($100 invested in a Series EE Savings Bond.)
Investment Idea: $100 invested in a US government Series EE Savings Bond.
Total Investment: $100
Total Time Cost: 00:40:00
Extra Costs: $.44 (One forever stamp) and one envelope, to mail in a form.
Total Time Spent on Investment: 15 minutes signing up for a Treasury Direct account. 15 minutes spent at a bank getting a bank seal. 10 minutes spent finishing up signing up for the Treasury Direct Account and buying the Series EE Bond.
Research and Preparation:
The world of investing in bonds is a little bit tricky and it is hard to find easy to understand financial information on how and where to buy them. I normally refer to InvestingEd.com when I need financial help, but for this investment and my other bond investments to follow I needed to find a better source.
After Googling around for terms like “Bonds,” and “how to invest in bonds” I found an interesting piece via Reuters.com on a petition to restore old-fashioned paper U.S. bonds.
The petition was being led by Marc Prosser, founder of LearnBonds.com.
Marc’s biggest pet peeve was the fact of how the simple and lowly US Savings bond had served as an introduction as an idea to saving money and earning interest for many millions of Americans including himself. By doing away with the physical nature of them, millions more kids would never grow up with the joy of learning about investments at such a young age. A real shame.
I really liked what Marc had to say so I checked out LearnBonds.com and was rewarded with a massive amount of information on any possible questions you could have on investing in bonds.
After reading a couple of articles I decided to email Marc directly and ask him some more in-depth and specific questions on bonds, and recommendations he might have for me.
Marc quickly replied and was happy to talk to me so we set up some phone time and chatted away.
Marc’s background had been in ForEx trading, but after noticing a giant number of ForEx websites and very few bond informational sites he got together with his business partner and founded LearnBonds.
I wanted to learn from Marc what were the best bond investments and what he recommended most. Of course his first statement was definitely don’t invest in bonds for one year. Also, an investment of just $100 was somewhat of a handicap. However using TreasuryDirect, anyone can buy Treasury Bonds for as little as $25.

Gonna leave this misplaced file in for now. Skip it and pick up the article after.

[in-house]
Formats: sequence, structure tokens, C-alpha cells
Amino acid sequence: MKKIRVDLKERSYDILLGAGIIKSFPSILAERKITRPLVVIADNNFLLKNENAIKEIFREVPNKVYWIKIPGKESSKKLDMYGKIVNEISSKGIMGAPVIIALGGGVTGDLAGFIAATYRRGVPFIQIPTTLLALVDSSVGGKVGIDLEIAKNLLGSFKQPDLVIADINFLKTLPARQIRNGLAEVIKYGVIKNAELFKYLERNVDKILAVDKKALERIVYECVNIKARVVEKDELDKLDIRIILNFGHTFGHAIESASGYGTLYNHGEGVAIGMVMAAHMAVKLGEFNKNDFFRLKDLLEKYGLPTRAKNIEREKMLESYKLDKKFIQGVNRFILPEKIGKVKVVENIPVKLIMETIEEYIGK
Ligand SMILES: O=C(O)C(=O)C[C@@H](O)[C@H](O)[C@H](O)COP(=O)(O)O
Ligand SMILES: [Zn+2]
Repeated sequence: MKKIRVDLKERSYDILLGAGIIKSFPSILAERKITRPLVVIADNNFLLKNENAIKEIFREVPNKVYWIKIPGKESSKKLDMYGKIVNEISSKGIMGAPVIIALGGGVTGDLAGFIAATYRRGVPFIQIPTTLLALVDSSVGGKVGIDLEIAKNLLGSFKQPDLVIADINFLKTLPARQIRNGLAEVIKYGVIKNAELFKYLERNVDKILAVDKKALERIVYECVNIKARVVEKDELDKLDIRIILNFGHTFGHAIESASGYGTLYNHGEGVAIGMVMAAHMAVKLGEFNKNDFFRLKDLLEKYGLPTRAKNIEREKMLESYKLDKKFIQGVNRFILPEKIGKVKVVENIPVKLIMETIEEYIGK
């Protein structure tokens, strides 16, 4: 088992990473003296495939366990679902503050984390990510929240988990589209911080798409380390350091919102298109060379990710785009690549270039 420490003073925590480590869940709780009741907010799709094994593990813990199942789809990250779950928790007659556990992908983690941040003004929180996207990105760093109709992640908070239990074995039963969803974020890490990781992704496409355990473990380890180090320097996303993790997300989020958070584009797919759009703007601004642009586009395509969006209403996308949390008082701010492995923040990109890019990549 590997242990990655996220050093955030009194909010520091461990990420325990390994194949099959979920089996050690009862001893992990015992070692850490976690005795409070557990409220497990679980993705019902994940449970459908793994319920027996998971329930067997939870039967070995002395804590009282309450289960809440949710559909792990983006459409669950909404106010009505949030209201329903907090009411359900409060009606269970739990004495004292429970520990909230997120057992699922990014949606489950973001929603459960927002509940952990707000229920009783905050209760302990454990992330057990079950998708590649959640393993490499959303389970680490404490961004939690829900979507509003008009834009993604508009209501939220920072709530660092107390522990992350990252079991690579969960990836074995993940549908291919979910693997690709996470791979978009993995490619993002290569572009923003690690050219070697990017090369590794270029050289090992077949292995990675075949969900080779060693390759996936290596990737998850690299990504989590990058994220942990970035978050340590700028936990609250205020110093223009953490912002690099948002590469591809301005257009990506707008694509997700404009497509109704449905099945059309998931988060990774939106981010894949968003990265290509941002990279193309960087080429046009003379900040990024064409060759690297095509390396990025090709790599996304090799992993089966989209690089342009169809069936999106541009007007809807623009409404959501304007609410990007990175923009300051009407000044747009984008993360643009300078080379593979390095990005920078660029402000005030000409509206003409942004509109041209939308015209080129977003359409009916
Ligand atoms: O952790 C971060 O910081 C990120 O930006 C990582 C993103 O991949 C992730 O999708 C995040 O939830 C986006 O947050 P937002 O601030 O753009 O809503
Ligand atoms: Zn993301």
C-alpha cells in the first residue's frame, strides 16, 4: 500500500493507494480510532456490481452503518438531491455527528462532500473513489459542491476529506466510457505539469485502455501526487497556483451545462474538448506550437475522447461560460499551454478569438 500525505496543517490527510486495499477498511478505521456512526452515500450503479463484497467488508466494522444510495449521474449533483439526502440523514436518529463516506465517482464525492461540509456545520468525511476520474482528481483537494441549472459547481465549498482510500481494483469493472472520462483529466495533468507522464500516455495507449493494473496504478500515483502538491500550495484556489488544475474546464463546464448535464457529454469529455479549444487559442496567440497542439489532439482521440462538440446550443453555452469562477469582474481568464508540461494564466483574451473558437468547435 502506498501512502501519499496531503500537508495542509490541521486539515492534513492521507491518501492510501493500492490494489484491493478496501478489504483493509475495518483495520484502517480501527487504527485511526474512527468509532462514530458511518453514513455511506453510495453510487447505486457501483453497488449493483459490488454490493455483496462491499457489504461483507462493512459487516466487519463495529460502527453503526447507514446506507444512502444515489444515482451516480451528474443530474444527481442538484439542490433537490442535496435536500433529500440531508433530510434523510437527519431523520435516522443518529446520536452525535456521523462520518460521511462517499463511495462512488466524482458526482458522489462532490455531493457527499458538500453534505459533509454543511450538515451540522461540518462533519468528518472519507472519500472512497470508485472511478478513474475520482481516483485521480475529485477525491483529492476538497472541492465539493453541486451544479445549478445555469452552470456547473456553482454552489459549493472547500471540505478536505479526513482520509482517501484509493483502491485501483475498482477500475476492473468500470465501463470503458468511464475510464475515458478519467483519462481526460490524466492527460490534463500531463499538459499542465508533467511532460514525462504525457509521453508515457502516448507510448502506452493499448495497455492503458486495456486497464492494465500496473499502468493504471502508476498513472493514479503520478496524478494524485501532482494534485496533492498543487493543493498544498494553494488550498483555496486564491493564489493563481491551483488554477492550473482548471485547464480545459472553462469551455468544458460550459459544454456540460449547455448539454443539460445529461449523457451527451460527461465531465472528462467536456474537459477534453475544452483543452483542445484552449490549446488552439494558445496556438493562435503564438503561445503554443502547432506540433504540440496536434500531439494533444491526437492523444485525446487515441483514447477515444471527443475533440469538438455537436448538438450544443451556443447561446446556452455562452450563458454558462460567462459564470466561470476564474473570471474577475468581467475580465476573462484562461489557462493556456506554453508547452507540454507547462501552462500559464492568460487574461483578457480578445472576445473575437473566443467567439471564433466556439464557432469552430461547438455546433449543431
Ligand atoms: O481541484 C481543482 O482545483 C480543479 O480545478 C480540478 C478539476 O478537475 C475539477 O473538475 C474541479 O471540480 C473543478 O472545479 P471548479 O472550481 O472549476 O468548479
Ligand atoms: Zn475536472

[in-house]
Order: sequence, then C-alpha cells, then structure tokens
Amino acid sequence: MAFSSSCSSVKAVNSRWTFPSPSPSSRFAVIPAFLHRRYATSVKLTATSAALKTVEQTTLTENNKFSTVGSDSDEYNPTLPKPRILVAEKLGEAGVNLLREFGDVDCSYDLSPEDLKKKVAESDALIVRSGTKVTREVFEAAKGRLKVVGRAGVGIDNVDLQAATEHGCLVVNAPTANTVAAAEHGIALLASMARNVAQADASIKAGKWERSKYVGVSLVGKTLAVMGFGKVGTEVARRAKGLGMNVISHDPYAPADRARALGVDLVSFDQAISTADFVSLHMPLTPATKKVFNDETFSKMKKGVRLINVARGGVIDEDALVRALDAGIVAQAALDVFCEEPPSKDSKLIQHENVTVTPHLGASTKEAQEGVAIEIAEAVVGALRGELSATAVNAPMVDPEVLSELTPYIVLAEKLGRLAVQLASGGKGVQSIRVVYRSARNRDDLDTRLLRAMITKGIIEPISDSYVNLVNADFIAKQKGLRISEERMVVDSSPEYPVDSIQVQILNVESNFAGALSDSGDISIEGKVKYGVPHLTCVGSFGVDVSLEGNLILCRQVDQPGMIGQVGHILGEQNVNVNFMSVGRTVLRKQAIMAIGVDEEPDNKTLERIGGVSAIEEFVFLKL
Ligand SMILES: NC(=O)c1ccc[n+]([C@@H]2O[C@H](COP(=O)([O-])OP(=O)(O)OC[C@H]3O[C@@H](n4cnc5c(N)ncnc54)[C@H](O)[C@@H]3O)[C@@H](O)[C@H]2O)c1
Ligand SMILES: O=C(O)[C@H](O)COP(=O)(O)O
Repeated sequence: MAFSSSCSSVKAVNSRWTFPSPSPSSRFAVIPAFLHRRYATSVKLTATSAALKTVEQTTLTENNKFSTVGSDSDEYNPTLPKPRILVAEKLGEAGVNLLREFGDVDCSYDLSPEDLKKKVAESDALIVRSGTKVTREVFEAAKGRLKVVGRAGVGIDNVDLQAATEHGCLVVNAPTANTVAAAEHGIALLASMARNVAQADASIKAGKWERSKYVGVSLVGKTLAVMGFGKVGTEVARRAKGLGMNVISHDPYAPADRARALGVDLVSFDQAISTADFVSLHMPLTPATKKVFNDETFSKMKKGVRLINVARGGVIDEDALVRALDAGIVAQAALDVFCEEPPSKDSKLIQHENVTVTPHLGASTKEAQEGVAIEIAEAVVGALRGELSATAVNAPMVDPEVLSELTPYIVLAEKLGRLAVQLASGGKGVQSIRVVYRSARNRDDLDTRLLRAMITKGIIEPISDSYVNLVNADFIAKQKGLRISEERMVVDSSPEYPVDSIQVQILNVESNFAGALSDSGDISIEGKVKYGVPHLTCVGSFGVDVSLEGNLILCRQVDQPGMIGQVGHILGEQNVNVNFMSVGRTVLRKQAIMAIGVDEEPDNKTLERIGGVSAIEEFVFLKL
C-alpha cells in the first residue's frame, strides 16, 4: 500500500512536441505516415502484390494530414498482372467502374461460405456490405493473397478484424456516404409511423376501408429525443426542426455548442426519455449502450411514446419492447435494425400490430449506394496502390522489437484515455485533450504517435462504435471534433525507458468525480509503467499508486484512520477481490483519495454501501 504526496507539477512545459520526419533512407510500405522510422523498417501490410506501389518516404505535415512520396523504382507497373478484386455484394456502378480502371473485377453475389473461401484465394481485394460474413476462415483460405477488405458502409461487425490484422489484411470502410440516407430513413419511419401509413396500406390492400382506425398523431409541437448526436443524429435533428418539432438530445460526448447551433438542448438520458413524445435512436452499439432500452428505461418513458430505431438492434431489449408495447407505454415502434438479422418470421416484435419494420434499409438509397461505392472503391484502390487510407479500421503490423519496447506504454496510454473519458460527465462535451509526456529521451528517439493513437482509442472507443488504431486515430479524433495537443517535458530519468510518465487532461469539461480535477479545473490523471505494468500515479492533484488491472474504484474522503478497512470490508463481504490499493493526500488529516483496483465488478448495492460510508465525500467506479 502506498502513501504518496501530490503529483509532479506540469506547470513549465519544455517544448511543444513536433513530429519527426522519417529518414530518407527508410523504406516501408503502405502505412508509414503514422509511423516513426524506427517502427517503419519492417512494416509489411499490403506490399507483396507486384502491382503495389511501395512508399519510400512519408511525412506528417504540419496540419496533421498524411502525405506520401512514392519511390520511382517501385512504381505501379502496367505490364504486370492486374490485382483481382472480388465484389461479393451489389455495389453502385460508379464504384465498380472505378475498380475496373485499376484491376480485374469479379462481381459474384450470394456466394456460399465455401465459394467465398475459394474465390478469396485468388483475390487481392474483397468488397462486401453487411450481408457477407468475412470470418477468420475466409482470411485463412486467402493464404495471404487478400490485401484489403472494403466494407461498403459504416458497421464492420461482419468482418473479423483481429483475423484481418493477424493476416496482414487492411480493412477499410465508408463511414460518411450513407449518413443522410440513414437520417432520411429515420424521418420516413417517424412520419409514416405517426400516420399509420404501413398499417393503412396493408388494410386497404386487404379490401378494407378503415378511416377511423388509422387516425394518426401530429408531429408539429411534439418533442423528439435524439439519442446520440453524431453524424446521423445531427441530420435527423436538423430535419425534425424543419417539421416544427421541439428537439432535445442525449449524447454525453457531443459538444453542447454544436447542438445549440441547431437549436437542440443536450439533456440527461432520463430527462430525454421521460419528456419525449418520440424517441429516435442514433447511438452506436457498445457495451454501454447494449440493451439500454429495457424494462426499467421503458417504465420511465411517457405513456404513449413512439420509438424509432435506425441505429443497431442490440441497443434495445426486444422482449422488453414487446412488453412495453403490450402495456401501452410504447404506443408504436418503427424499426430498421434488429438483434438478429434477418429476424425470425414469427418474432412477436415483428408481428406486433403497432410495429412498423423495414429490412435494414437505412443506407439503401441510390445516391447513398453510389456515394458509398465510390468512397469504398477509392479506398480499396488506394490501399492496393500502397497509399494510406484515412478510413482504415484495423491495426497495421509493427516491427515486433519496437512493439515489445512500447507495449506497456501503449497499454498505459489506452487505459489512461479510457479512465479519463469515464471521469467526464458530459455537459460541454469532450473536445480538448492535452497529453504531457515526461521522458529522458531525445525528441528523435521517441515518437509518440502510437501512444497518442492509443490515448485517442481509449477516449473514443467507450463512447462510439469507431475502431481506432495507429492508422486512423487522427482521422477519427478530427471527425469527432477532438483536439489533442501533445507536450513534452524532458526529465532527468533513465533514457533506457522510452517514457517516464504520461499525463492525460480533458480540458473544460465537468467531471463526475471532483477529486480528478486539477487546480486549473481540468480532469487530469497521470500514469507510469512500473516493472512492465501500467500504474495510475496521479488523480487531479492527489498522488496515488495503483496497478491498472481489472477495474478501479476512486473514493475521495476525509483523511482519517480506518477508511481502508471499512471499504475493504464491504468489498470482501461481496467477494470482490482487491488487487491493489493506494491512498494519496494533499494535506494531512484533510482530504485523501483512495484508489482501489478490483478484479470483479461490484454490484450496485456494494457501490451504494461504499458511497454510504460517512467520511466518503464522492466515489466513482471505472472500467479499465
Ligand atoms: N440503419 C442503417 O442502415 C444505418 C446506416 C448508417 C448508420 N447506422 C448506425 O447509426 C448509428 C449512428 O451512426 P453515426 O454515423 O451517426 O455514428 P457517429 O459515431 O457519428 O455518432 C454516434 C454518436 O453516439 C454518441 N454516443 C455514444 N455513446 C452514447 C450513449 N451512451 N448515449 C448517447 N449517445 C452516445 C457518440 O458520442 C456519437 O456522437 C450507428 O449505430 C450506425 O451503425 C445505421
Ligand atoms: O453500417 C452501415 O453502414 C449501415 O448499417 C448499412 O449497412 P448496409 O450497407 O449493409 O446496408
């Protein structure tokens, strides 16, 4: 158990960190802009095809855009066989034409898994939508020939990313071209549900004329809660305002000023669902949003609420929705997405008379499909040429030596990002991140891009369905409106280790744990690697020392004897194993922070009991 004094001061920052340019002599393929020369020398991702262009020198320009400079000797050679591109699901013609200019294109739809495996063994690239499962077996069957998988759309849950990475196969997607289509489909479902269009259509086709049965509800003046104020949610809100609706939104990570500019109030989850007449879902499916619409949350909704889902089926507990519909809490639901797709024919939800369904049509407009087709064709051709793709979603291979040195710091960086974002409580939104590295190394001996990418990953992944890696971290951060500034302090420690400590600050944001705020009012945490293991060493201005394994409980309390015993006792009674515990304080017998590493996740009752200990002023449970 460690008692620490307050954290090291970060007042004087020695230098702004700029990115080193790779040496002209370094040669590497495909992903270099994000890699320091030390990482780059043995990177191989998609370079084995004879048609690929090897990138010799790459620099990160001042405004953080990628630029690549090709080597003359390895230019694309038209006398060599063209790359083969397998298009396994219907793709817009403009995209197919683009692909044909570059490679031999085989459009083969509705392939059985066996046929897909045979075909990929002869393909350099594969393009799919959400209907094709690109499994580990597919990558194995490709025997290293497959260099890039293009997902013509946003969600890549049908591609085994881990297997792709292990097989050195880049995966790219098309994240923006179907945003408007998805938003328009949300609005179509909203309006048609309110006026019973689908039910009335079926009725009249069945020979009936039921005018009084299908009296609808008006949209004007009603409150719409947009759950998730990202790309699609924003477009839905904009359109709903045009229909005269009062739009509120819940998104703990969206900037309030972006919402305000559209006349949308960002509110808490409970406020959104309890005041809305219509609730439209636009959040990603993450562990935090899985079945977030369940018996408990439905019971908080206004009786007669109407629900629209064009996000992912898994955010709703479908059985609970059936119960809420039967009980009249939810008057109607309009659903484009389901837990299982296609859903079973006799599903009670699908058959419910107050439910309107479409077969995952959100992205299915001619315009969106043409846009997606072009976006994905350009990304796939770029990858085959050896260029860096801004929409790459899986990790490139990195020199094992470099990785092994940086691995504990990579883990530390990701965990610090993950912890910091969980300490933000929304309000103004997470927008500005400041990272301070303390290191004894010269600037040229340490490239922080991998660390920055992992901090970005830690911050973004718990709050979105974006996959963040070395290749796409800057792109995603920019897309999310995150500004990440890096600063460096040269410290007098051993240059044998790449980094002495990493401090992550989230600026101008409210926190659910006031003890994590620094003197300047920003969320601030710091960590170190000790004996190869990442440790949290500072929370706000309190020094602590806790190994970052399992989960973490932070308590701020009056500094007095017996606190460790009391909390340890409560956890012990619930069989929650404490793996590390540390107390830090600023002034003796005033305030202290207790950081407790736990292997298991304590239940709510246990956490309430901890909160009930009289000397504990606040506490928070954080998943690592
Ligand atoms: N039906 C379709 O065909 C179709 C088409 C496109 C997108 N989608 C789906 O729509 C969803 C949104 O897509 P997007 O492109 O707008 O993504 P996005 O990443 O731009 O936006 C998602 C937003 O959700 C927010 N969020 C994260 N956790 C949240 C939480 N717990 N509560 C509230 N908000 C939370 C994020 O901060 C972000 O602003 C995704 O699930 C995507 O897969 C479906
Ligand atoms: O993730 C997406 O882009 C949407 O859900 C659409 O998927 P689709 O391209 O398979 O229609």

For the short term the better option is clearly the I Bond, which currently has a set rate of 2.2%. In the long run the EE Savings Bond could be the better option, since it comes with a guarantee that it will double in value over the course of its lifetime. This means that even though its federally set rate is .60% currently, over the next twenty years it should still manage to double in value giving it a real rate of return of closer to 3.0% over the lifetime of the bond, which is higher than the current rate of 2.2% that I Bonds come with.
So in my case $100 invested in Series EE Savings bonds should give me a return of .60% for the current year, which is worse than my CD earning 1.02%. But the series EE’s guarantee that it doubles in value means twenty years from now that same savings bond should be worth $200, giving me a 100% return, whereas on the CD there is no guarantee that it will earn anywhere near that over the course of it’s life.
So I opened a TreasuryDirect account which you can read about here. This process was a little annoying and took two weeks, but once the account was opened the funding process was a quick and easy bank transfer, and before I knew it I had bought my first Series EE Savings Bond.
(TreasuryDirect order and home screen.)
(Typed in my order and with one click it was done.)
(Series EE Bonds all ordered.)
When investing you should always have as diverse a portfolio as possible. You should have some risky investments, as well as some safe investments, and then you should have some investments that return so little and are considered so safe you don’t even know if it should be called an investment. A Series EE Bond is one of those investments.
In general, Marc recommended bonds for people who aren’t rich but at the same time don’t need money right away. So really any one who is in the middle.
When I asked Marc what had been his best investment in his life he told me it would have actually been one of the paper savings bonds he had received as a kid which had a face value of $50 but had paid out over $350 over the years. I guess he has a really big reason for wanting to bring back those same paper bonds all these years later. I hope my investment in Series EE Bonds does as well for me as it did for Marc.
Series EE Bonds accrue interest at a current rate of .60% a year, which is rather low but also is not taxed. There is a penalty for withdrawing a Series EE Bond early, but when buying them you should really be buying them for the long run (twenty years) so they maximize their return.
To find an up to the minute price of my Series EE Bonds and my other investments click here!